What Liberals Could Learn From African American Women

Almost a year before the 2016 presidential election, Rebecca Traister captured the political moment that was unfolding.

The public spectacle of this presidential election, and the two that have preceded it, are inextricably linked to the racialized and gendered anger and violence we see around us…

Whatever their flaws, their political shortcomings, their progressive dings and dents, Barack Obama and Hillary Clinton mean a lot. They represent an altered power structure and changed calculations about who in this country may lead…

This is our country in an excruciating period of change. This is the story of the slow expansion of possibility for figures who have long existed on the margins, and it is also the story of the dangerous rage those figures provoke.

About 11 months after she wrote that, Donald Trump was elected president, demonstrating the dangerous rage provoked by an altered power structure.

Traister continued with that theme in an article about the midterm elections titled, “The New Face of Power is Taking Shape.”

Tuesday’s results were in fact perfectly coherent, very much in line with the fight we have long been immersed in. That fight is — as it has been since this nation’s founding — a fight over two concepts central to our nation’s origins, its progress, and its future: the promises of and restrictions on political representation and political enfranchisement.

Progressives yearned for a clean wave last night, the swift correction of what many liked to imagine as a fluky clerical error two years ago…The harder thing to absorb has been the fact that Donald Trump, and the party that created and sticks with him, is not a fluke. He and they are the living, powerful embodiment of an old American theory about who should get to participate, who should get to have power, whose voices should be heard, whose votes count. This is not a fluke. This is the civic, legal, political, and social American argument — the one that at its core circles around the question of who among us is counted as fully human.

By putting the argument into historical perspective, Traister provides a check on our expectations.

…the notion that we could have corrected course so quickly is akin to the fantasies that we could put our racism behind us with the election of a single president, our misogyny in the rearview mirror with the nomination of a single woman. Those were pernicious lies, fed to us so that we would stop being angry, stop fighting, resisting, challenging.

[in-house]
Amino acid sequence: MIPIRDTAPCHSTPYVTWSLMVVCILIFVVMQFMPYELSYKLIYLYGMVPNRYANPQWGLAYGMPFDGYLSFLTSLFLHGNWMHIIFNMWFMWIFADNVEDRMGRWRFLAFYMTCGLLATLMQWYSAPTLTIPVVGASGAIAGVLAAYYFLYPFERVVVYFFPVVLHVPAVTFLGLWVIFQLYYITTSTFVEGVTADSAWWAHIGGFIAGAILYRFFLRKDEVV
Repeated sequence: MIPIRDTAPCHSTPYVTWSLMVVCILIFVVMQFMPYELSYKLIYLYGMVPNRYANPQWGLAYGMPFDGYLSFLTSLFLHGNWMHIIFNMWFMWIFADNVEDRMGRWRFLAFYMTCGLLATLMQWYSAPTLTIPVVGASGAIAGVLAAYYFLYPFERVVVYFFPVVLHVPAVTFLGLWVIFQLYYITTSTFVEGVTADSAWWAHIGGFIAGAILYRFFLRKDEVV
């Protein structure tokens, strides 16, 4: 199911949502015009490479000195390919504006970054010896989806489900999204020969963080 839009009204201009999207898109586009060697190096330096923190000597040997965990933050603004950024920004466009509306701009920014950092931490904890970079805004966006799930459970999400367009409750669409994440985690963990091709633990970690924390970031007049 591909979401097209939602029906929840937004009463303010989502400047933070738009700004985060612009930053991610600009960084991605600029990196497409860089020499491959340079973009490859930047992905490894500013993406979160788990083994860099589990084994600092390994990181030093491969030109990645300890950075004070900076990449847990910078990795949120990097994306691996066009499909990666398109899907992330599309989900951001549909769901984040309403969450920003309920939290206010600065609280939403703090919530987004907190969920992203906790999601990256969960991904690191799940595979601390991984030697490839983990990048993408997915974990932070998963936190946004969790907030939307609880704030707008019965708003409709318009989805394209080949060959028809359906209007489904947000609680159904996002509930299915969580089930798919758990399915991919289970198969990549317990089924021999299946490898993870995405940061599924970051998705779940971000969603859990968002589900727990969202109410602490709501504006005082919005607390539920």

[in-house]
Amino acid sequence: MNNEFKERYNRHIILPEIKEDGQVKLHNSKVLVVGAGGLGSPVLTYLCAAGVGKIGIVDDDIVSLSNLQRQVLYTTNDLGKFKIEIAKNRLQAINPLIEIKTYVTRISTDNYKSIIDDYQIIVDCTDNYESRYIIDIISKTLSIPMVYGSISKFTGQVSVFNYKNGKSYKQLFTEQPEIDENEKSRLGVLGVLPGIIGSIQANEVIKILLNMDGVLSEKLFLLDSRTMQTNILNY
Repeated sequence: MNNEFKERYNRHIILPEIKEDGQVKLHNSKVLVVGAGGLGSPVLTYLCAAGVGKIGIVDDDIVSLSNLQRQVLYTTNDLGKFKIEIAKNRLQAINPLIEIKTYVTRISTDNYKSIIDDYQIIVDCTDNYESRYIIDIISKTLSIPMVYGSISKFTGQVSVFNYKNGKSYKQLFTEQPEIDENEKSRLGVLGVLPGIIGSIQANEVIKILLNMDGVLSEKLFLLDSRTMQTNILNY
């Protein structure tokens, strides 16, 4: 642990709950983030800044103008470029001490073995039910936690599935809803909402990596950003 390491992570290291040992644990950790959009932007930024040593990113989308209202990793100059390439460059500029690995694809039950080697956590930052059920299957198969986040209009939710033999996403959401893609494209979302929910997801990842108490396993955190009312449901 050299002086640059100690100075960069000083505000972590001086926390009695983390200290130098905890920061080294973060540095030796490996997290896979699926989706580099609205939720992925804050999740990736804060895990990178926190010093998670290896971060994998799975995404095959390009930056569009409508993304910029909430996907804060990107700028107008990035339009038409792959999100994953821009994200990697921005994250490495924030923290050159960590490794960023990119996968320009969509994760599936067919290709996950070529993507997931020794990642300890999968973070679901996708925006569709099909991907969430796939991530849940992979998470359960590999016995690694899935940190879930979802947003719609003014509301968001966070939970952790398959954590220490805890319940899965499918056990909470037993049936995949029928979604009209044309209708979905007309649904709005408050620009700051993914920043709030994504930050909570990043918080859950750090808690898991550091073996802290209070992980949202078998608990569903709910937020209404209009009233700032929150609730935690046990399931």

To demonstrate the alternative, she shared what two African American female candidates said during their speeches on election night.

“We still have a few more miles to go,” [Stacey Abrams] said, in reference to what she was promising would be a recount, perhaps a runoff. “But that too is an opportunity to show the world who we are. Because in Georgia civil rights has always been an act of will and a battle for our souls.” Democracy, Abrams said, “only works when we work for it. When we fight for it. When we demand it. And apparently, today, when we stand in lines for hours to meet it at the ballot box.” Ayanna Pressley echoed this sense of an ongoing contest in what she insisted was not a victory speech, despite her clear victory. “When we realize equity, justice, and equality, these rights for everyone, then and only then will I deliver a victory speech.”

That reminded me of something Tim Wise wrote a few years ago.

Sometimes I think we oversell…the notion of fighting for social justice. Oversell in that we focus so much on “winning” the battle in which we’re engaged, that we often create false hope, and when as often happens, victory is limited or not at all, those in whom we nurtured the hope feel spent, unable to rise again to the challenge…

Invariably, it seems it is we in the white community who obsess over our own efficacy, and fail to recognize the value of commitment, irrespective of outcome. People of color, on the other hand, never having been burdened with the illusion that the world was their oyster, and thus, anything they touched could and should turn to gold, usually take a more reserved, and I would say healthier view of the world and the prospects for change. They know (as indeed they must) that the thing being fought for, at least if it’s worth having, will require more than a part-time effort, and will not likely come in the lifetimes of those presently fighting for it. And it is that knowledge which allows a strength and resolve few members of the dominant majority will ever, can ever, know.

That is exactly the kind of strength Maya Angelou put on display with her poem, Still I Rise—particularly at the end.

Out of the huts of history’s shame
I rise
Up from a past that’s rooted in pain
I rise
I’m a black ocean, leaping and wide,
Welling and swelling I bear in the tide.

Leaving behind nights of terror and fear
I rise
Into a daybreak that’s wondrously clear
I rise
Bringing the gifts that my ancestors gave,
I am the dream and the hope of the slave.
I rise.

It is also the kind of strength that Lira taps into in this performance:

There is a reason why African American women are the backbone of the Democratic party. They carry within those bones the fight Traister suggests we’ve been having since this country was founded. That is precisely the kind of strength that women like Ayanna Pressley, Jahana Hayes and Lauren Underwood will be taking with them to congress next year. Anyone who is tempted to get discouraged these days should keep an eye on them.

Nancy LeTourneau

Nancy LeTourneau is a contributing writer for the Washington Monthly.